UK “will be able to get out of this by the spring,” minister says after regulator approves AstraZeneca vaccine


AstraZeneca has promised to supply hundreds of millions of doses of its Covid-19 vaccine to low and middle-income countries, and to deliver it on a not-for-profit basis to those nations in perpetuity.

The vaccine, developed at England’s Oxford University, was approved for use by UK regulators on Wednesday — the first country to do so.

It is significantly cheaper than other coronavirus vaccines and, crucially, it would be far easier to transport and distribute in developing countries than its rivals since it does not need to be stored at freezing temperatures.

“I think it’s the only vaccine that can be used in those settings at the current time,” Azra Ghani, chair in infectious disease epidemiology at Imperial College London, told CNN.

The Oxford/AstraZeneca vaccine can be kept at refrigerator temperatures of 2 to 8 degrees Celsius (36 to 46 degrees Fahrenheit) for at least six months. Moderna’s vaccine has to be stored at minus 20 degrees Celsius (minus 4 degrees Fahrenheit) — or at refrigerator temperatures for up to 30 days — and the Pfizer/BioNTech vaccine has to be stored at minus 75 degrees Celsius (minus 103 degrees Fahrenheit), and used within five days once refrigerated at higher temperatures.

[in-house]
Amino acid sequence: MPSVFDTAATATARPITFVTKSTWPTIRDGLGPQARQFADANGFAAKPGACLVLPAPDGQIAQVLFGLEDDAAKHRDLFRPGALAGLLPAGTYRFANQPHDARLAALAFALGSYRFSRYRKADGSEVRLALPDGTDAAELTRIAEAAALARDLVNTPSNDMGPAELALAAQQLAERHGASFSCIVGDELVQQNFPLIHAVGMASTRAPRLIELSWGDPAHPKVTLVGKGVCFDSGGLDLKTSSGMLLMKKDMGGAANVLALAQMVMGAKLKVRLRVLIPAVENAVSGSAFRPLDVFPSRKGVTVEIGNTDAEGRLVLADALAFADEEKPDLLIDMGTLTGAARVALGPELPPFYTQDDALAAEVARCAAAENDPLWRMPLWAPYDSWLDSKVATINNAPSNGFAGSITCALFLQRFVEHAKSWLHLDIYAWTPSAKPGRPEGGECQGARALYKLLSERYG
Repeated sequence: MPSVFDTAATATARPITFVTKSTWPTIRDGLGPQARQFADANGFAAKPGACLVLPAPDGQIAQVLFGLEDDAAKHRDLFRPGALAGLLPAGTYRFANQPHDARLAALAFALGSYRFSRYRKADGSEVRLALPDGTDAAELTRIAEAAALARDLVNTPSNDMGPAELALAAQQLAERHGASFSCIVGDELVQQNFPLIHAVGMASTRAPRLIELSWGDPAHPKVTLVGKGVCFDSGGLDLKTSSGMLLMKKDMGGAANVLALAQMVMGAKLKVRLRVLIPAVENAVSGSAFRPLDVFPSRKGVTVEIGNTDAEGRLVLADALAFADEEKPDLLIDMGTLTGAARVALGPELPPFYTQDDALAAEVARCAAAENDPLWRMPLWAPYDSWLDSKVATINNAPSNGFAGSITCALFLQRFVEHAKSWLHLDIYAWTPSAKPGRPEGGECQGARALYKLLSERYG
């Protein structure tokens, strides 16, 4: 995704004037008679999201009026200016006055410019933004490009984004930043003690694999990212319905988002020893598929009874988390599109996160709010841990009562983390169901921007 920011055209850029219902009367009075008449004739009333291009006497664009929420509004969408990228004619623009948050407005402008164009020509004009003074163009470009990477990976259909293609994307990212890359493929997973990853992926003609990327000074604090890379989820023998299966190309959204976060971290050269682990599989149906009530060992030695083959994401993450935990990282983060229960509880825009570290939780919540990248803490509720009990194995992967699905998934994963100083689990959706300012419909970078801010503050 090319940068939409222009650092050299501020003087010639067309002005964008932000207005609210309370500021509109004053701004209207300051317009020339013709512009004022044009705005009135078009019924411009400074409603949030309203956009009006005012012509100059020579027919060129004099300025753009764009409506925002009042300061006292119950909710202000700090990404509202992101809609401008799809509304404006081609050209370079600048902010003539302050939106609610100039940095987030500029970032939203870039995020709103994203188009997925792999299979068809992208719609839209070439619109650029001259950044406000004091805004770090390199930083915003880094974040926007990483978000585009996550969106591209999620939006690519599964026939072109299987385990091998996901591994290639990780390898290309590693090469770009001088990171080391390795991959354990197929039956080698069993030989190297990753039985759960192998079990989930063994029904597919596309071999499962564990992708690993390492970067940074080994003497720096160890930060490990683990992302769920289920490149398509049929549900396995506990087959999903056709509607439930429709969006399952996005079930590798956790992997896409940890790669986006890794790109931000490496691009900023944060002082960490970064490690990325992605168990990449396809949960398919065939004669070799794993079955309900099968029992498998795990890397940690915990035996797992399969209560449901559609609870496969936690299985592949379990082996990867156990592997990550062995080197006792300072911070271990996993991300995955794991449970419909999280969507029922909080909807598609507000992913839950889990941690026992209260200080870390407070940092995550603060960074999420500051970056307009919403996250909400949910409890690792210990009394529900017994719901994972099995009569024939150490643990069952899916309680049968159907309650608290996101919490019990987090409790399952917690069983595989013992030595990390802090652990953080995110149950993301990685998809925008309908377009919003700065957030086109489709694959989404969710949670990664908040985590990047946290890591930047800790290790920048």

“Pfizer and Moderna require freezer storage, and that just isn’t in place in many settings,” Ghani said.

“Cold chain” refrigeration is the standard storage used globally to deliver vaccines from central locations to local health clinics. AstraZeneca’s vaccine is so far “the only one that can definitely be delivered to those systems,” Ghani added.

The vaccines are based on different technology. AstraZeneca’s offering — like Johnson & Johnson’s vaccine and Russia’s Sputnik V — uses an adenovirus to carry genetic fragments of coronavirus into the body.

Read more:

UK regulator approves Oxford/AstraZeneca coronavirus vaccine


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